4. How are fire doors made?
Fire doors are usually thicker than a standard door and most have a solid core of variable material. The construction of fire doors varies depending on the manufacture. But, the critical part is that it is tested and certified to withstand fire for at least 30 minutes. Manufacturers must have the design of their fire doors and frames tested together as a set at an approved fire door testing centre. Then they must be considered for certification. When certification is approved, every fire door set constructed to the same design specifications by that manufacturer will be fixed with a label. The label identifies the manufacturer, date of manufacture and fire rating. This label can usually be found on the top edge of the door.
5. How long do fire doors last?
Fire doors and their frames are usually tested to hold back fire for 30 minutes (FD30) or 60 minutes (FD60). Their ability to withstand fire is dependent on them being properly installed with the correct seals and fire rated hardware including fire door closers. The condition of a fire door, especially one that’s in regular use could deteriorate over time. Check your fire doors regularly and ensure any fire door maintenance is attended to promptly. Fire door inspections can help to identify non-compliant fire doors. Fire doors can have a rating greater than 60 minutes but these are not required in most situations.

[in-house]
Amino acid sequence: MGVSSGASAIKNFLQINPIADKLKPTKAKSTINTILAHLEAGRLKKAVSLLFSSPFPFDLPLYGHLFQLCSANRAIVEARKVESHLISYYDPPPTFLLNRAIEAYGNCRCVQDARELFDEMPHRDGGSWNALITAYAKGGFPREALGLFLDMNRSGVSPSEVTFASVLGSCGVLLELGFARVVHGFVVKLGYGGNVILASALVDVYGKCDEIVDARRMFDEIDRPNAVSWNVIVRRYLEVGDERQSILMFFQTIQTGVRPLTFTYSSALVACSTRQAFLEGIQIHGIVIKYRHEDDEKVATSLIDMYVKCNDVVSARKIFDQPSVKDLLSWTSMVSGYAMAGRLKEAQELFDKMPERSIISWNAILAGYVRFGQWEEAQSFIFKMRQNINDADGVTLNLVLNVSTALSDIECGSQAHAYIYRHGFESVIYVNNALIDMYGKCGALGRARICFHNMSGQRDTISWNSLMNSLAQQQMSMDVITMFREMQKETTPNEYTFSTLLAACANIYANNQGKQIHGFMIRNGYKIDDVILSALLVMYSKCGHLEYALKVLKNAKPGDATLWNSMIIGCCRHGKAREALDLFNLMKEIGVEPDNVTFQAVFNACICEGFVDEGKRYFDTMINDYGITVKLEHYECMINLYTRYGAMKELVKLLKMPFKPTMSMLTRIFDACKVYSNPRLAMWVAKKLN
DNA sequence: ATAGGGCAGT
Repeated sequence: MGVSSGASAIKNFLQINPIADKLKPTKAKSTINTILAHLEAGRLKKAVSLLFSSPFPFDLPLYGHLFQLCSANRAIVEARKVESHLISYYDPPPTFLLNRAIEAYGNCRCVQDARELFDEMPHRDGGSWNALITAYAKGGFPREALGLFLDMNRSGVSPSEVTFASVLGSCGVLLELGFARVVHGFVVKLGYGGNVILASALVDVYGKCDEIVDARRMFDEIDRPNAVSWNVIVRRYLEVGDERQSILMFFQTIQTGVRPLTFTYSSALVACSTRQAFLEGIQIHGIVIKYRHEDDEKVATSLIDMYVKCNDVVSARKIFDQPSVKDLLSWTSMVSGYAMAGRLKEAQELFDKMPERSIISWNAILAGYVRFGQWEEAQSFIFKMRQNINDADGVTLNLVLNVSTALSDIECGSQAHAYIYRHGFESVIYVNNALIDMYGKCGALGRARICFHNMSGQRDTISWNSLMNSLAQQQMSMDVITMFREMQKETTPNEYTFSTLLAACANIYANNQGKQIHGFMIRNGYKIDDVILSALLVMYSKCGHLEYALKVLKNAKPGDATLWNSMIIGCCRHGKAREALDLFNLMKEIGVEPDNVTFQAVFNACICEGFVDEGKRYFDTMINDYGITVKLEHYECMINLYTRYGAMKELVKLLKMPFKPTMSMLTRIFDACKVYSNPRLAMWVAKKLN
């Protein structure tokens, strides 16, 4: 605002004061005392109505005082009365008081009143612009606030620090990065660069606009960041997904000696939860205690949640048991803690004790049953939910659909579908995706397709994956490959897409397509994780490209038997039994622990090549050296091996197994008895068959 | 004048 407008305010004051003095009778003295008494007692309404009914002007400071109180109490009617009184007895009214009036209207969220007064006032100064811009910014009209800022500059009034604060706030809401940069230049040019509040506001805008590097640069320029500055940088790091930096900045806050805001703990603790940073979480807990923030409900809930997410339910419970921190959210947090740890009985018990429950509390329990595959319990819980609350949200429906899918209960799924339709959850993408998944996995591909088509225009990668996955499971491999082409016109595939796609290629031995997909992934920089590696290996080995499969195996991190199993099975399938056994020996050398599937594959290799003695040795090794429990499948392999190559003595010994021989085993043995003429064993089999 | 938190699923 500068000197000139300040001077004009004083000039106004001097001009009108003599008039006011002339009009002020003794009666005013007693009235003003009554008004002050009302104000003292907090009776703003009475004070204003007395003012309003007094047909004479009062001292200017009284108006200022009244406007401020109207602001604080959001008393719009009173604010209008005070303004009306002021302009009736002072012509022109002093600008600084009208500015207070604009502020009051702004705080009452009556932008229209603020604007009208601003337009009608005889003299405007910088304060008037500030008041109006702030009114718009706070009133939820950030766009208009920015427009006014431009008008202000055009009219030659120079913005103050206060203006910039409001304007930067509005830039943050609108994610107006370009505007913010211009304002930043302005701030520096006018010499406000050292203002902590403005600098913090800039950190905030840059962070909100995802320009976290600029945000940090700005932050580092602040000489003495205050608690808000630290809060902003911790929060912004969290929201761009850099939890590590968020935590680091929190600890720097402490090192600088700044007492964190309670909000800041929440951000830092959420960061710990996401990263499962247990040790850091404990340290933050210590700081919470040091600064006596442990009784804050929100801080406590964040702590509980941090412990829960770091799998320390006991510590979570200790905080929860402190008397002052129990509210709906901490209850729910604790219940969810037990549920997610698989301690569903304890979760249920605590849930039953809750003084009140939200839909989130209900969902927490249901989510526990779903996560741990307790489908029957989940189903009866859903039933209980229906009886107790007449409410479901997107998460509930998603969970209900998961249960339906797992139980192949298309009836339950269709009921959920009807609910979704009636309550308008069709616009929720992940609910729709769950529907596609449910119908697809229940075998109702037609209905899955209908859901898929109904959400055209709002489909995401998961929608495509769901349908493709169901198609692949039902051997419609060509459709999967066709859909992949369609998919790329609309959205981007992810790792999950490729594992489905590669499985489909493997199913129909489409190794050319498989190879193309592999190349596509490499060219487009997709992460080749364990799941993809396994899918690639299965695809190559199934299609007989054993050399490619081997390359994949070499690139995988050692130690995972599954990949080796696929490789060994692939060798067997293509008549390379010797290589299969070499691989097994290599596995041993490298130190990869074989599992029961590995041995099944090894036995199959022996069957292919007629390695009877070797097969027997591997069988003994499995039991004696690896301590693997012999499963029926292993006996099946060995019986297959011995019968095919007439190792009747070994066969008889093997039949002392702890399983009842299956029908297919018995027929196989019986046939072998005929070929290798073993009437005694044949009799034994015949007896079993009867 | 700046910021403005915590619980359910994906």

6. Are fire doors a legal requirement?
Fire doors are a legal requirement in all non-domestic properties, such as businesses, commercial premises, and public buildings. They are also required in residential flats and houses of multiple occupancy. Building operators i should appoint a ‘Responsible Person’ to manage their fire safety precautions. Their legal responsibilities include a duty to reduce the risk of fire spreading within the premises. Fire doors play an important part in reducing this risk in many buildings. These types of buildings should have a fire risk assessment carried out. Fire risk assessments are an in-depth review of the premises. They will highlight any fire risks with recommendations to reduce or eliminate these risks, including where fire doors should be used and what rating they should be.